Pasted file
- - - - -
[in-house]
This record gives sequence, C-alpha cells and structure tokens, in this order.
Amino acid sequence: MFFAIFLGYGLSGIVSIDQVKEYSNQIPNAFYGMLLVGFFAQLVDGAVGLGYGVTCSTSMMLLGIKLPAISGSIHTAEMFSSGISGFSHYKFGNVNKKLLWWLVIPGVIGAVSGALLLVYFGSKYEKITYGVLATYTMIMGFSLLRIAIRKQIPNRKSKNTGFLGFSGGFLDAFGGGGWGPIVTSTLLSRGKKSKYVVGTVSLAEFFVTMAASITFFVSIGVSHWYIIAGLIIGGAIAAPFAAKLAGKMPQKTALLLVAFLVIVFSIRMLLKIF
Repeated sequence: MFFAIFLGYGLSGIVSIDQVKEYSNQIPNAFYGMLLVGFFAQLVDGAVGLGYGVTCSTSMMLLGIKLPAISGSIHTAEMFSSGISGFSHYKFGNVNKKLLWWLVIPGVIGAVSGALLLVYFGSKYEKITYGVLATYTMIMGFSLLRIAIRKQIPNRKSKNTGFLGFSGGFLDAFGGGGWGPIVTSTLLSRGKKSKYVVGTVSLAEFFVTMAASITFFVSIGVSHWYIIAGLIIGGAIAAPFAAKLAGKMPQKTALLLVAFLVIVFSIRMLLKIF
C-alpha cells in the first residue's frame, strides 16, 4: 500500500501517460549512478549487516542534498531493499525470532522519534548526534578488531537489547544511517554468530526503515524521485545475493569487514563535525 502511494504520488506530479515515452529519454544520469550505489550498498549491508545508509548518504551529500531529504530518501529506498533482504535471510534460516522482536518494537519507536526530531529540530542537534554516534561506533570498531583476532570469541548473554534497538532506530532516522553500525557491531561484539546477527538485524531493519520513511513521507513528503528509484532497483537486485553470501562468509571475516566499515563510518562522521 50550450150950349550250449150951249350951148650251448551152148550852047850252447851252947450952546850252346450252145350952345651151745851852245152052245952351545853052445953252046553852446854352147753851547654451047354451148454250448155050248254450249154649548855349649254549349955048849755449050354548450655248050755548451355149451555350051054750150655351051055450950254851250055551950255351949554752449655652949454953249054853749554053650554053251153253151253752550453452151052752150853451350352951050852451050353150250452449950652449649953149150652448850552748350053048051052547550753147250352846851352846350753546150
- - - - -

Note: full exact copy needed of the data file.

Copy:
[in-house]
This record gives sequence, C-alpha cells and structure tokens, in this order.
Amino acid sequence: MFFAIFLGYGLSGIVSIDQVKEYSNQIPNAFYGMLLVGFFAQLVDGAVGLGYGVTCSTSMMLLGIKLPAISGSIHTAEMFSSGISGFSHYKFGNVNKKLLWWLVIPGVIGAVSGALLLVYFGSKYEKITYGVLATYTMIMGFSLLRIAIRKQIPNRKSKNTGFLGFSGGFLDAFGGGGWGPIVTSTLLSRGKKSKYVVGTVSLAEFFVTMAASITFFVSIGVSHWYIIAGLIIGGAIAAPFAAKLAGKMPQKTALLLVAFLVIVFSIRMLLKIF
Repeated sequence: MFFAIFLGYGLSGIVSIDQVKEYSNQIPNAFYGMLLVGFFAQLVDGAVGLGYGVTCSTSMMLLGIKLPAISGSIHTAEMFSSGISGFSHYKFGNVNKKLLWWLVIPGVIGAVSGALLLVYFGSKYEKITYGVLATYTMIMGFSLLRIAIRKQIPNRKSKNTGFLGFSGGFLDAFGGGGWGPIVTSTLLSRGKKSKYVVGTVSLAEFFVTMAASITFFVSIGVSHWYIIAGLIIGGAIAAPFAAKLAGKMPQKTALLLVAFLVIVFSIRMLLKIF
C-alpha cells in the first residue's frame, strides 16, 4: 500500500501517460549512478549487516542534498531493499525470532522519534548526534578488531537489547544511517554468530526503515524521485545475493569487514563535525 502511494504520488506530479515515452529519454544520469550505489550498498549491508545508509548518504551529500531529504530518501529506498533482504535471510534460516522482536518494537519507536526530531529540530542537534554516534561506533570498531583476532570469541548473554534497538532506530532516522553500525557491531561484539546477527538485524531493519520513511513521507513528503528509484532497483537486485553470501562468509571475516566499515563510518562522521 50550450150950349550250449150951249350951148650251448551152148550852047850252447851252947450952546850252346450252145350952345651151745851852245152052245952351545853052445953252046553852446854352147753851547654451047354451148454250448155050248254450249154649548855349649254549349955048849755449050354548450655248050755548451355149451555350051054750150655351051055450950254851250055551950255351949554752449655652949454953249054853749554053650554053251153253151253752550453452151052752150853451350352951050852451050353150250452449950652449649953149150652448850552748350053048051052547550753147250352846851352846350753546150